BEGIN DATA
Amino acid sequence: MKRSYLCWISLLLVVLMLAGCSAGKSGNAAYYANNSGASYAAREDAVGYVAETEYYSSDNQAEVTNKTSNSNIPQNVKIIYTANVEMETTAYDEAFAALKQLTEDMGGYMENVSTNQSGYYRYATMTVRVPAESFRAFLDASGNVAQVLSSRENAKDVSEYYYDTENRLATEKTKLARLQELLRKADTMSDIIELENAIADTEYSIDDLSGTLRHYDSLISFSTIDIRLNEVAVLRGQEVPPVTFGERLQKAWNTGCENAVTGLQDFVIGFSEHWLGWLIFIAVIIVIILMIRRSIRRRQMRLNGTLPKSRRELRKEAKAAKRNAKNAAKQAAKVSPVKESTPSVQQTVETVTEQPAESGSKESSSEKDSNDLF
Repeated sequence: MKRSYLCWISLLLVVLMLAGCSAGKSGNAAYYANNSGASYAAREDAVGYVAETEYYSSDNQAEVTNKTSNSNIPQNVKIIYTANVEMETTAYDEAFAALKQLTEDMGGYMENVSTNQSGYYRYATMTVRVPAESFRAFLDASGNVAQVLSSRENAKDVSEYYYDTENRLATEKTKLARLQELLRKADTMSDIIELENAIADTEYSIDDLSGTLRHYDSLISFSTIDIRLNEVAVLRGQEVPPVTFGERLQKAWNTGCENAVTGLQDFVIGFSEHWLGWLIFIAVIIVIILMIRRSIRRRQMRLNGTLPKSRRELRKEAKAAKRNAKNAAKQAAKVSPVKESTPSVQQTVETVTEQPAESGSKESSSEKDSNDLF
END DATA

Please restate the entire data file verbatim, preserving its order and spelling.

Amino acid sequence: MKRSYLCWISLLLVVLMLAGCSAGKSGNAAYYANNSGASYAAREDAVGYVAETEYYSSDNQAEVTNKTSNSNIPQNVKIIYTANVEMETTAYDEAFAALKQLTEDMGGYMENVSTNQSGYYRYATMTVRVPAESFRAFLDASGNVAQVLSSRENAKDVSEYYYDTENRLATEKTKLARLQELLRKADTMSDIIELENAIADTEYSIDDLSGTLRHYDSLISFSTIDIRLNEVAVLRGQEVPPVTFGERLQKAWNTGCENAVTGLQDFVIGFSEHWLGWLIFIAVIIVIILMIRRSIRRRQMRLNGTLPKSRRELRKEAKAAKRNAKNAAKQAAKVSPVKESTPSVQQTVETVTEQPAESGSKESSSEKDSNDLF
Repeated sequence: MKRSYLCWISLLLVVLMLAGCSAGKSGNAAYYANNSGASYAAREDAVGYVAETEYYSSDNQAEVTNKTSNSNIPQNVKIIYTANVEMETTAYDEAFAALKQLTEDMGGYMENVSTNQSGYYRYATMTVRVPAESFRAFLDASGNVAQVLSSRENAKDVSEYYYDTENRLATEKTKLARLQELLRKADTMSDIIELENAIADTEYSIDDLSGTLRHYDSLISFSTIDIRLNEVAVLRGQEVPPVTFGERLQKAWNTGCENAVTGLQDFVIGFSEHWLGWLIFIAVIIVIILMIRRSIRRRQMRLNGTLPKSRRELRKEAKAAKRNAKNAAKQAAKVSPVKESTPSVQQTVETVTEQPAESGSKESSSEKDSNDLF